Guest Blog by Natalie Wilson
We often live for our clothes, yet as consumers, we are not as educated as we should be when it comes to how our clothes are made and why it matters. Fashion is the second most polluting industry, only behind oil, so sustainability has never looked and felt so good. Currently, as consumers, we are buying far too much fast fashion, with over £140 million worth of clothing entering the landfill system in the UK.
As clothing is increasingly being made from plastic, much of our wardrobe waste is non-biodegradable and contains small, synthetic fibres which will last within the environment for many years. A nylon jacket may well take 40 years to decompose, whilst raincoats, spandex leggings and wellington boots taking much, much longer.
So, how can we shop and change our wardrobe choices to wear clothes and beauty products in a way which won’t pollute the planet?
Know Your Fibres
Knowing exactly what your clothes are made from can help you to choose what to buy and wear. There are, in general, 2 types of fibres: natural and synthetic. Synthetic fibres are man-made and will take years to degrade. Polyester, lycra and acrylic are all words to look out for, as these materials are plastic based.
Natural fibres are made from natural materials, such as linen, silk, cotton and hemp. These are a more sustainable choice and will decompose faster. There are also choices of clothing available which are made of recycled plastic, giving greener alternatives to synthetic fibres. Many fashion brands are also looking to become more ethical, with specialist brands dedicating their products to specific causes and uses.
Look Beyond Your Wardrobe
How you get ready in the morning stretches far further than just opening your wardrobe and choosing clothing items. Your morning routine consists of many different products, all likely to have an involvement with plastic some way or another. Your makeup bag, shower and even breakfast choices are all likely to come into contact with plastic, whether it be via the packaging or the material it’s made from.
Take a close look at your makeup collection. Your cosmetic bag is most likely filled with products all stored in plastic containers. The cosmetic industry is currently undergoing a huge change, with many products such as mascara, cosmetic glitter and designer makeup brushes all going through revamps to reduce the amount of plastic used during production. Shower products, in particular, are known for their excessive amount of plastic packaging, so take a look at natural alternatives or shop for products that don’t come with any packaging, like Lush’s latest range.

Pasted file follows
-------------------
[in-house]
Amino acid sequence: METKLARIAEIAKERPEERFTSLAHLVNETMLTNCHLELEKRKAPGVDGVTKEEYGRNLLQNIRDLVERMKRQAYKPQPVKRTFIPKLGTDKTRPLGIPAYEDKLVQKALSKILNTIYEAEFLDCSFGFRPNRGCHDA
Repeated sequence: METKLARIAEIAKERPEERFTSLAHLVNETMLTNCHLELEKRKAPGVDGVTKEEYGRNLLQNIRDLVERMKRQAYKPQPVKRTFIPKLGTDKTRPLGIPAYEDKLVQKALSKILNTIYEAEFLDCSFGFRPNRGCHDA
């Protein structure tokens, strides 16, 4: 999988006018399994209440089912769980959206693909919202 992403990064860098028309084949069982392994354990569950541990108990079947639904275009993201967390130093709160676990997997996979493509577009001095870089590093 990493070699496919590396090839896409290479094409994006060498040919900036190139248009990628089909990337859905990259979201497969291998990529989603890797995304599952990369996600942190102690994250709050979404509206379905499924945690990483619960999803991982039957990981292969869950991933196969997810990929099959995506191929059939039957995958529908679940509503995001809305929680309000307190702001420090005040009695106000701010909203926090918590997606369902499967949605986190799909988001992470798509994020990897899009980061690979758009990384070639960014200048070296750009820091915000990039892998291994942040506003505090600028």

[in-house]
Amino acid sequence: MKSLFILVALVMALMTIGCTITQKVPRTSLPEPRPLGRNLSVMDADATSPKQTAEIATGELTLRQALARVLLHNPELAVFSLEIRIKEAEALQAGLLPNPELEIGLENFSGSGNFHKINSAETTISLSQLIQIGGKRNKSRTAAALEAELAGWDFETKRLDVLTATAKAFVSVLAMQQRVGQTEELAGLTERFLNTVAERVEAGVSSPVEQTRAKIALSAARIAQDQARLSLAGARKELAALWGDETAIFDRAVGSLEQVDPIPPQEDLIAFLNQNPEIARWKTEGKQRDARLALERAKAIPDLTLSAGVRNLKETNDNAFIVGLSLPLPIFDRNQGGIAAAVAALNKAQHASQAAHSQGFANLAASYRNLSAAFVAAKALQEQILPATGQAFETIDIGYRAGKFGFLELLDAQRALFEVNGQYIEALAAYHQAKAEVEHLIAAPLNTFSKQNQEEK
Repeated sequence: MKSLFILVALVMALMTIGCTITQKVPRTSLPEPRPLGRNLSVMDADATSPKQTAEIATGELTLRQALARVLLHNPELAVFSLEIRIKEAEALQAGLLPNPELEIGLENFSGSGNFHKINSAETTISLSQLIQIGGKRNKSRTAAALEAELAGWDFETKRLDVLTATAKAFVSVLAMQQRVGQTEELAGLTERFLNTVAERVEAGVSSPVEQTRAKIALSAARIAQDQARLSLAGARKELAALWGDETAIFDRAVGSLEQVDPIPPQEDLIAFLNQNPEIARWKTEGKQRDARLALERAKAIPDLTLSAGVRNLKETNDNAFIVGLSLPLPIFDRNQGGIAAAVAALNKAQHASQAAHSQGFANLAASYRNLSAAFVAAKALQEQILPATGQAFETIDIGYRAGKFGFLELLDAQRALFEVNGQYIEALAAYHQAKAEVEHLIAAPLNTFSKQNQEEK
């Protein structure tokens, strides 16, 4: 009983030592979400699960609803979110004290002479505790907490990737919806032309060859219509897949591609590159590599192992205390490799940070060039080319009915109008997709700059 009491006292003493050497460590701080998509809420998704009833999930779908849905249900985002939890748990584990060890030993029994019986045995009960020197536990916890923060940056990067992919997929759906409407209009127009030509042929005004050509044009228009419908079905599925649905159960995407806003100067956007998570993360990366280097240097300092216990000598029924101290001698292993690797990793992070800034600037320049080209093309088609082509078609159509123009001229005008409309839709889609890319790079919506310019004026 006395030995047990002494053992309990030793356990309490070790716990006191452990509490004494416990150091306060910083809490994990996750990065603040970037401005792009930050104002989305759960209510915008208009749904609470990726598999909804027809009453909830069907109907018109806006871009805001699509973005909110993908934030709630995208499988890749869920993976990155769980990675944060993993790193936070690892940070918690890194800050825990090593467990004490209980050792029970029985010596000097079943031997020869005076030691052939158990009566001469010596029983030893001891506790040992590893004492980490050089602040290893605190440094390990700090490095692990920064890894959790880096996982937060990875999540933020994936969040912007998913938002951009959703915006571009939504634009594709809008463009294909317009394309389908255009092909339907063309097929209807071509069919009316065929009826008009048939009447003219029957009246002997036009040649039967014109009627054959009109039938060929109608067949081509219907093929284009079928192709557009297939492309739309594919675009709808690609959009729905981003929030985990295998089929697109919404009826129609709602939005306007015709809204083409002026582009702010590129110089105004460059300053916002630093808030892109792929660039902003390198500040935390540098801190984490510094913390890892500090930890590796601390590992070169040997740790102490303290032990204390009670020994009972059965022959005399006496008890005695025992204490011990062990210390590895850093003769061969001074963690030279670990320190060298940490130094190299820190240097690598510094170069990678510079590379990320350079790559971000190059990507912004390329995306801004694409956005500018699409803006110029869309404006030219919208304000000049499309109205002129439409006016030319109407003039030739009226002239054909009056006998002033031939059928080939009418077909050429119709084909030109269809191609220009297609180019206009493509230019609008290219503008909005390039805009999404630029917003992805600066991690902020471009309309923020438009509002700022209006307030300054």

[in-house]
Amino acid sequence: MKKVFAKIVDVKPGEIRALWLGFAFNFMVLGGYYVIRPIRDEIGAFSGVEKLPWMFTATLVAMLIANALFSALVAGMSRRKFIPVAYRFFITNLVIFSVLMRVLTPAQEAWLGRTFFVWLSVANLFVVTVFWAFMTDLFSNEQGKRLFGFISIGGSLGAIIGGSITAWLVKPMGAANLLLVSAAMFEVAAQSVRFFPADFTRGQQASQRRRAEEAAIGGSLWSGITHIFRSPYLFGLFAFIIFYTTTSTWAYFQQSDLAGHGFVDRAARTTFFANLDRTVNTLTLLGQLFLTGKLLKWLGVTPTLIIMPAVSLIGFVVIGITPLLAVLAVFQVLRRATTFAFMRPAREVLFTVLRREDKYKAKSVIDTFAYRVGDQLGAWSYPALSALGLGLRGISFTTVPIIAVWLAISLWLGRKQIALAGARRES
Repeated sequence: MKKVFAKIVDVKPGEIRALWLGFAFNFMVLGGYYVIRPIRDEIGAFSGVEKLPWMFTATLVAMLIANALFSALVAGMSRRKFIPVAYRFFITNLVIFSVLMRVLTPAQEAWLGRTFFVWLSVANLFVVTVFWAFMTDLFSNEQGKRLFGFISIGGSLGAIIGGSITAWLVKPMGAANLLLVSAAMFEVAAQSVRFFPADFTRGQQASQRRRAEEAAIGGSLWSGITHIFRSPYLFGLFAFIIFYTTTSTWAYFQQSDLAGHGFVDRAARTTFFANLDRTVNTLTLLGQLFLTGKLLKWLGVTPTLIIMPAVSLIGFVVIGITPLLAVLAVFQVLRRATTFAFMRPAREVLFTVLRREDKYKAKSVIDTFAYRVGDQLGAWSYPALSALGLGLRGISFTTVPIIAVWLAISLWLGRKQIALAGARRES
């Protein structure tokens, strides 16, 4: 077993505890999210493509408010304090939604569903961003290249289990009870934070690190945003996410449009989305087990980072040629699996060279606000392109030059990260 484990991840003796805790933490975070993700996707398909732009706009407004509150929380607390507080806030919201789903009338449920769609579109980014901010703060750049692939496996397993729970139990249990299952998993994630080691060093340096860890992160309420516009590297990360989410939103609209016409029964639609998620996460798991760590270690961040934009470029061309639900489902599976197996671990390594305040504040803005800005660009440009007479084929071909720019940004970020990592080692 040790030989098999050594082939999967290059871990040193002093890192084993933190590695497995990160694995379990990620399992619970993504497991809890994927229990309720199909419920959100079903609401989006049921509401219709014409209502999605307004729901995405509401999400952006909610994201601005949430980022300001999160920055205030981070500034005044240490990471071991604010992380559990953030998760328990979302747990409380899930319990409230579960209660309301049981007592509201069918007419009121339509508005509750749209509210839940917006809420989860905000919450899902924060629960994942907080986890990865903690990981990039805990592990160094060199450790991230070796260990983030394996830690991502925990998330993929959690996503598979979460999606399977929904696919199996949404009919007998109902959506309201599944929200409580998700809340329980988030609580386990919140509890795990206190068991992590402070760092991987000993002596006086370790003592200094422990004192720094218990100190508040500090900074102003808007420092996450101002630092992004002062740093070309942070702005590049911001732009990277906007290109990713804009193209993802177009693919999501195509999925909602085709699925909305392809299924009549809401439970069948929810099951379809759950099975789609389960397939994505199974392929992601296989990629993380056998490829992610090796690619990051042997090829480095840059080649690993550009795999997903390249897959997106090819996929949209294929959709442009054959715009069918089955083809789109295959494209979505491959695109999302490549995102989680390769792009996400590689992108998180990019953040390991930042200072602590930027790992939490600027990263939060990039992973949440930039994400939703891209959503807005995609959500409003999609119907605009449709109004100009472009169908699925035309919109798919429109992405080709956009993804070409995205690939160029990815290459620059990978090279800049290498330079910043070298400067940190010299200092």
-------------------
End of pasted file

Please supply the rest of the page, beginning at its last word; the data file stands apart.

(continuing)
Avoid Ordering Online
Whilst buying online does make finding plastic-free clothing and shopping, in general, much easier. But the catch with this is that often the clothes we buy online come delivered completely wrapped in plastic packaging and undoes all the work that you have put into sourcing your new items.
If you want to avoid the excessive packaging, try and find local shops or shop in pre-loved or charity stores near to you. Most eco-friendly and sustainable fashion brands have shipping options that come with environmentally friendly packaging, so checking their delivery policies is always worth trying.
Build A Capsule Wardrobe
A capsule wardrobe comes from creating a more concentrated version of the items already in your wardrobe, with the focus being on quality rather than quantity. The idea behind a capsule wardrobe is to have items that you truly love whilst being able to adapt the pieces from season to season to fit in with the weather and your mood.
As the seasons change, go through your wardrobe and replace some of the things that are hanging in your wardrobe with another item which is more suited to the season. Organising your wardrobe this way keeps items interesting, as you won’t be looking at them all every day, and helps you to cut down on buying impulse purchases.
Natalie Wilson is a freelance writer. She loves writing about the latest fashion and beauty trends and travel. In her spare time, she enjoys reading and planning her next shopping trip or travel destination. You can connect with her on Twitter @NatWilson976.